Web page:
Pueblo synagogue relieved to what FBI calls thwarted terror attack


Temple Emanuel synagogue in Pueblo.

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PUEBLO, Colo. -- Congregants at Temple Emanuel in Pueblo say they are thankful and relieved the FBI and local police prevented a terror attack at their synagogue.

Temple Emanuel dates to 1900. It is the second-oldest synagogue in Colorado. Currently, 35 families worship at the location.

“It didn’t happen, and that’s the good news," said Michael Atlas-Acuna, the congregation's president.

At a news conference in Denver on Monday, the U.S. Attorney’s Office announced the arrest of 27-year-old Richard Holzer.

The FBI said Holzer conspired with undercover agents to use pipe bombs to destroy Temple Emanuel.

“Mr. Holzer self identifies as a skinhead and a white supremacist," U.S. Attorney Jason Dunn said.

Holzer stands charged with a hate crime.

Agents posing as white supremacists say Holzer confessed to his plan of attacking the synagogue in the early-morning hours of Saturday.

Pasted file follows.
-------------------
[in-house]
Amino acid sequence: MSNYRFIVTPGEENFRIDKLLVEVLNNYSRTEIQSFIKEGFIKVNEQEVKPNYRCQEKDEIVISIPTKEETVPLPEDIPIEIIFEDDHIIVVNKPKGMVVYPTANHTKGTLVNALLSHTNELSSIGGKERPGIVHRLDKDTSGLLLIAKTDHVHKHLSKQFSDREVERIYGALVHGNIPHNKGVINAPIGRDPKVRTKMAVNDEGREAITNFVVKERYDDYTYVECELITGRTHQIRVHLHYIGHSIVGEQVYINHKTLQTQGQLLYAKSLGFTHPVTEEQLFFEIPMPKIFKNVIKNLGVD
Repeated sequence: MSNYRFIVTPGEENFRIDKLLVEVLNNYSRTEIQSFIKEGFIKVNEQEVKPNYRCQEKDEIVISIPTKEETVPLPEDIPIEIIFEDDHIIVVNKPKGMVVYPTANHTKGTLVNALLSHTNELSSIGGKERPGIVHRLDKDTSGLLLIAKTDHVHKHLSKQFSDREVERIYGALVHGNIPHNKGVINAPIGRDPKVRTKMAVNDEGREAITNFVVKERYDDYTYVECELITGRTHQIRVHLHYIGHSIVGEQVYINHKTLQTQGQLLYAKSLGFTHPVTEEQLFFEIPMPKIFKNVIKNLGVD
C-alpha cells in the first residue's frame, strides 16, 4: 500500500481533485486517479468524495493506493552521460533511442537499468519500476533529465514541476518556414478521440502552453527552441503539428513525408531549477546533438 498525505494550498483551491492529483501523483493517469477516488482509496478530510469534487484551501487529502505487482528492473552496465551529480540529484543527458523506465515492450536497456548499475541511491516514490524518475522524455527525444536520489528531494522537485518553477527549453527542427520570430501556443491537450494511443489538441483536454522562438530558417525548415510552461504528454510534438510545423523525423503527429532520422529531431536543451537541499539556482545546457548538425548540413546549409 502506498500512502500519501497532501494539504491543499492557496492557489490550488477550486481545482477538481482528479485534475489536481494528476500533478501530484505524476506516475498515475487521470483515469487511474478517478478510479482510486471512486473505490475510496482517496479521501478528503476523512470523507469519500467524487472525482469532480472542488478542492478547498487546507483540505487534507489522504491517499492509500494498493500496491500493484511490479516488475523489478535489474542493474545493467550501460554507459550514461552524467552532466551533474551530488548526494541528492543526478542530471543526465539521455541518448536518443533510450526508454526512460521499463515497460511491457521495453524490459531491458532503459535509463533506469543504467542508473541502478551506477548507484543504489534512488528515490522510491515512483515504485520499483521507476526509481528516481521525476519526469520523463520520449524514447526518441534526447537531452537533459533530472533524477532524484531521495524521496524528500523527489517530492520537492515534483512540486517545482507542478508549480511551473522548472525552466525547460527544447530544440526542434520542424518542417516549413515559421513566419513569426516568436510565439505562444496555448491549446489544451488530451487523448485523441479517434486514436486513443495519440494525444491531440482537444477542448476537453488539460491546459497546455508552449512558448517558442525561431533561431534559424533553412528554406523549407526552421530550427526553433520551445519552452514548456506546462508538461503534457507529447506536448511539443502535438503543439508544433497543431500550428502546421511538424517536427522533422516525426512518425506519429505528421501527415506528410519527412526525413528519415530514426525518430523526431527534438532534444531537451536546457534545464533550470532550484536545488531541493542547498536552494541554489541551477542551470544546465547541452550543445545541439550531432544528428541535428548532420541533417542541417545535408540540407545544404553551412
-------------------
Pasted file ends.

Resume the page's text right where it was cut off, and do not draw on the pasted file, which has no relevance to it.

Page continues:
Agents arrested Holzer just hours before the alleged planned attack.

On Monday, as news of the arrest broke, the synagogue’s phone was ringing nonstop with calls from well-wishers and concerned congregants.

“It really brings the community out," Atlas-Acuna said.

The temple said the hatred in the suspect’s heart will not lead to fear.

“You’re not going to make us cower in fear, and we’re not going to just be sheep and go to the slaughter," congregant Helena Atlas-Acuna said. "We’re going to fight back.”

The synagogue’s leadership said security is always top of mind and their property is not a "gun free zone."

They say, if anyone comes to attack them, they’re ready to defend themselves.

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